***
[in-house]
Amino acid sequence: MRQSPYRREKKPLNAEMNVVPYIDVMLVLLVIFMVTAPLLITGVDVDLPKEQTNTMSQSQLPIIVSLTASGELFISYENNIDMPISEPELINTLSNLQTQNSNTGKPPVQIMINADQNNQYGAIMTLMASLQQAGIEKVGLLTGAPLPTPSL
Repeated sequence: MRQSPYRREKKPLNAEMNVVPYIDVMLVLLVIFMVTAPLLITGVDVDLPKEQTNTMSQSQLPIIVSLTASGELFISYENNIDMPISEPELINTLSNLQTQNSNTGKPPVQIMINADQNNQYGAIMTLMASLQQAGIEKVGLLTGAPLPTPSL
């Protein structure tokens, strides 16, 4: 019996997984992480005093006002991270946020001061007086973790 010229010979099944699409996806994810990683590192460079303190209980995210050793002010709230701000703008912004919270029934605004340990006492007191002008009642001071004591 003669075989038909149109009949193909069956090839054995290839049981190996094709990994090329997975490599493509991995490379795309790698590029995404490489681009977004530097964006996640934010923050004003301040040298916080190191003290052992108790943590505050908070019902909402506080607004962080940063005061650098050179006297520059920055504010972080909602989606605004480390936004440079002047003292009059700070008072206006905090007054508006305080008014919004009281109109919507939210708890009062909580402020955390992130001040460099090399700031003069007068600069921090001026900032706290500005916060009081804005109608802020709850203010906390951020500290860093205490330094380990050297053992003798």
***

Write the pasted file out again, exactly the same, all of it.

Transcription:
[in-house]
Amino acid sequence: MRQSPYRREKKPLNAEMNVVPYIDVMLVLLVIFMVTAPLLITGVDVDLPKEQTNTMSQSQLPIIVSLTASGELFISYENNIDMPISEPELINTLSNLQTQNSNTGKPPVQIMINADQNNQYGAIMTLMASLQQAGIEKVGLLTGAPLPTPSL
Repeated sequence: MRQSPYRREKKPLNAEMNVVPYIDVMLVLLVIFMVTAPLLITGVDVDLPKEQTNTMSQSQLPIIVSLTASGELFISYENNIDMPISEPELINTLSNLQTQNSNTGKPPVQIMINADQNNQYGAIMTLMASLQQAGIEKVGLLTGAPLPTPSL
């Protein structure tokens, strides 16, 4: 019996997984992480005093006002991270946020001061007086973790 010229010979099944699409996806994810990683590192460079303190209980995210050793002010709230701000703008912004919270029934605004340990006492007191002008009642001071004591 003669075989038909149109009949193909069956090839054995290839049981190996094709990994090329997975490599493509991995490379795309790698590029995404490489681009977004530097964006996640934010923050004003301040040298916080190191003290052992108790943590505050908070019902909402506080607004962080940063005061650098050179006297520059920055504010972080909602989606605004480390936004440079002047003292009059700070008072206006905090007054508006305080008014919004009281109109919507939210708890009062909580402020955390992130001040460099090399700031003069007068600069921090001026900032706290500005916060009081804005109608802020709850203010906390951020500290860093205490330094380990050297053992003798």